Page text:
Evolution of ICS Malware
From chainsaw of power poles to Industroyer
As in the past most power outages have been determined by severe weather conditions, short-cuts or human errors some of them can be considered “engineered” attack, as were caused by malicious actors using explosions or more easily, by cutting with a chainsaw several critical power pole.
If looking exactly what is meant by a “cyber threat” exist multiple definitions, but they all have a common underlying message: unauthorized access to a system or loss of confidentiality, integrity, and/or availability of the system, data, or applications.
As history, we can consider first recorded “hacking” from 1902 launched against the Marconi Wireless Telegraph and continuing through time, some of these human destructive actions could be considered first attacks related to integrity and availability of power systems like explosions from Florida in 1969 or Utah in 1981 or chainsaw attack from Miami in 1985 .
The history of cyberattacks is nearly as long and as brief as the history of interconnected digital technology. Early home and office computers find themselves being infected by computer virus mostly transmitted through shared floppy disks. The potential for an infection by a virus would only grow as computers became networked. The earliest attacks begin to take shape using common Internet applications like e-mail to propagate malicious code from computer-to-computer. Breaking into computers continues as does breaking into webpages for the purposes of defacing them. Much of the early activity is focused on misguided fun, early hacktivism, or for notoriety.
Energy is seen as the second infrastructure that could be attacked and malicious cyber activities on ICS computers are considered an “extremely dangerous threat”, because they could potentially cause material losses and production downtime in the operation of industrial facilities, which can include systems that form part of countries’ critical national infrastructure.
New tools were developed, first related ICS malware became knew in 2010, when Stuxnet was among the most sophisticated malware known at the time. It infected control system networks and was believed by some to have damaged as many as one-fifth of the nuclear centrifuges in Iran. What made Stuxnet so dangerous was that it self-replicated and spread throughout multiple systems via multiple paths like LANs, SMB, Siemens WinCC HMI and Siemens Step 7. Stuxnet exploited some unpatched Microsoft vulnerabilities, that were provided base for self-replication and an escalation of privileges. Stuxnet was a precision weapon that looked for exact software to be installed on and specific equipment to be connected to a system. If it did find the proper configuration it was looking for, it modified and sabotaged the code on Siemens PLCs by injecting ladder logic code directly into them. If it did not find all of these things, it self-terminated.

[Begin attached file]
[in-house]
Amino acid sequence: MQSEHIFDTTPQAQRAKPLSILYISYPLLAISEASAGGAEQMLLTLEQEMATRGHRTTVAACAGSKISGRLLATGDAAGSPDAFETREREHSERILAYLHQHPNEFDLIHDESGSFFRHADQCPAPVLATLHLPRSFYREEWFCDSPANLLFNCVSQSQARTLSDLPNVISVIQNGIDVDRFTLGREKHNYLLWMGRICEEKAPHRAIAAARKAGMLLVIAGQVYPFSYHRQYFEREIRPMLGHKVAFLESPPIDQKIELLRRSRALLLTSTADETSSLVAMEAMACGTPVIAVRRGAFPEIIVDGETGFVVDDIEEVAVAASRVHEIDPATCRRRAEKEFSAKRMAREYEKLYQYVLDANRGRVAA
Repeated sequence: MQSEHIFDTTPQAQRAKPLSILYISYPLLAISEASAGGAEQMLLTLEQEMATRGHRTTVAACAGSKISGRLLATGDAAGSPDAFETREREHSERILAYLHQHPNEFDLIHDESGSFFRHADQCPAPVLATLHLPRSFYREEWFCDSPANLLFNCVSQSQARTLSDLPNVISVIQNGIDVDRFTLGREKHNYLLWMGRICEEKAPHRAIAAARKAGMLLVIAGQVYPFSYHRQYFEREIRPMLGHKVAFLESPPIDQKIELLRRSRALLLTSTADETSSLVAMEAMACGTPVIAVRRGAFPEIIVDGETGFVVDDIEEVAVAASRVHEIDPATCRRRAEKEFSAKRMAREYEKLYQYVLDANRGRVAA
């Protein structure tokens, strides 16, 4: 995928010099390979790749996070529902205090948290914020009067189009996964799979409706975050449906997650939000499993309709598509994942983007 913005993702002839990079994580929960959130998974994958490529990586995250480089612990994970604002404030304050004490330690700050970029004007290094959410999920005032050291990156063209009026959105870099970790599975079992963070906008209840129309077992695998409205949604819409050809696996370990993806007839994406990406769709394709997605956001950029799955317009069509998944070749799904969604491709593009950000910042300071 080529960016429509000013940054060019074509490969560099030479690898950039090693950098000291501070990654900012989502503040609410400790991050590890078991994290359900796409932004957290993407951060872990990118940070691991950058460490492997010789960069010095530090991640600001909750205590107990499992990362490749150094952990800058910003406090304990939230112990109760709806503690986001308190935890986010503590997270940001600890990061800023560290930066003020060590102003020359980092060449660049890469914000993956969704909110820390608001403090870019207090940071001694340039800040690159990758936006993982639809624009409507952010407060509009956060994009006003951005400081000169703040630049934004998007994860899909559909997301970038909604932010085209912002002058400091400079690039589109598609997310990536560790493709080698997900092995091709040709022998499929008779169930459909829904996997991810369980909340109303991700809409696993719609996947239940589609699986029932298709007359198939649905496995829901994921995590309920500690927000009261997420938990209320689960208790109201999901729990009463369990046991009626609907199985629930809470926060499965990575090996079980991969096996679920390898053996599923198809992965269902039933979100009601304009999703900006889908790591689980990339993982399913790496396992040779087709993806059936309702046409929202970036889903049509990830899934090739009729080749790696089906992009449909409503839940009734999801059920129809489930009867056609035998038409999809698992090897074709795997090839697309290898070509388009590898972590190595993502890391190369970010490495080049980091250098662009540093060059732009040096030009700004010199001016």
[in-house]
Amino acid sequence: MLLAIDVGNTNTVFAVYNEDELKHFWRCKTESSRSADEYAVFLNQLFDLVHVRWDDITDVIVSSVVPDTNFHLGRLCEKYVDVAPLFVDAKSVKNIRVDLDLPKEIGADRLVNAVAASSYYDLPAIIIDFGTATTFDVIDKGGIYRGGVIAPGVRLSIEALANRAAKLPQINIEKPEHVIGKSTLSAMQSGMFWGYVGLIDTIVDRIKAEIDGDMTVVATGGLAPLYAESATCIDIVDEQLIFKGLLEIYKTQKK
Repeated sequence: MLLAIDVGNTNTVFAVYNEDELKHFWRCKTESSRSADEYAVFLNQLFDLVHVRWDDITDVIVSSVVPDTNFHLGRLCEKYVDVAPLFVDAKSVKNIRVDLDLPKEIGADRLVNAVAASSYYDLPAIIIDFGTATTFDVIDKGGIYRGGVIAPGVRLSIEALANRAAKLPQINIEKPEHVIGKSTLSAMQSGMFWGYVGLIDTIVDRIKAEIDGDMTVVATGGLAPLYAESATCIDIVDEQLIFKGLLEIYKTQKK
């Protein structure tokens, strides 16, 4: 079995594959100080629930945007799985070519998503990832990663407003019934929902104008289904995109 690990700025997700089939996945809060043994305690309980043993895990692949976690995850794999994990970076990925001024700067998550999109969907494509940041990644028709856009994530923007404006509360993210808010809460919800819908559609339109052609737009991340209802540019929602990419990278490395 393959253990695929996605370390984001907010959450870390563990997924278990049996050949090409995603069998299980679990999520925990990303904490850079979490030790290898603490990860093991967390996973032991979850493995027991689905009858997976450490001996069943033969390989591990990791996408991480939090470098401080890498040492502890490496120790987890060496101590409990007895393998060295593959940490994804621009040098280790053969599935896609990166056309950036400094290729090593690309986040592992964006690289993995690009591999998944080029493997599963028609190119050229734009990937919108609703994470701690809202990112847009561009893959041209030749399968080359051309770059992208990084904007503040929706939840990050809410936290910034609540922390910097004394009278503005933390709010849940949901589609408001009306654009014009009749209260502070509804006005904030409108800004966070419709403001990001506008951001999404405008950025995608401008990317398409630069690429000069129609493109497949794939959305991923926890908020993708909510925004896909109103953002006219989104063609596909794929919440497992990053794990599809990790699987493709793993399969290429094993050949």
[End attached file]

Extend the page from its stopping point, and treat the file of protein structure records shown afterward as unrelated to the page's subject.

As a key lesson learned from Stuxnet is that a well-financed sophisticated threat actor can likely attack any system that it desires.
Starting from that point of time, numerous variants and new malware were developed and used like:
- 2010 Malware Night Dragon
- Attackers used sophisticated malware to target global oil, energy, and petrochemical companies.
- 2011 Malware Duqu
- Advanced and complex malware used to target specific organizations, including ICS manufacturers.
- 2012 Malware Shamoon
- Malware used to target large energy companies in the Middle East, including Saudi Aramco and RasGas.
- 2013 Malware Havex
- An focused malware campaign used as part of a widespread espionage campaign targeting ICS environments across numerous industries. It scanned infected systems to locate SCADA or ICS devices on the network and sent data back to the attackers.
What is important is that in 2014 a new modified malware called Black Energy 2 derived from an IT malware were designed for targeting human-machine interface (HMI) software from multiple vendors, like GE, Advantech and Siemens and was successfully used in the cyberattack that took down the Ukrainian power grid in Dec 2015 and exfiltrated a lot of sensitive data.
This opened the way for next generation of modular specialized malware and in 2016 appear Crash Override/Industroyer, the first known malware designed to attack electric grid systems. This was used in the Dec 2016 for hacking a major substation in the Ukraine. What makes Crash Override so sophisticated is its ability to use the same protocols that individual electric grid systems rely on to communicate with one another, sometimes called control-plane protocols.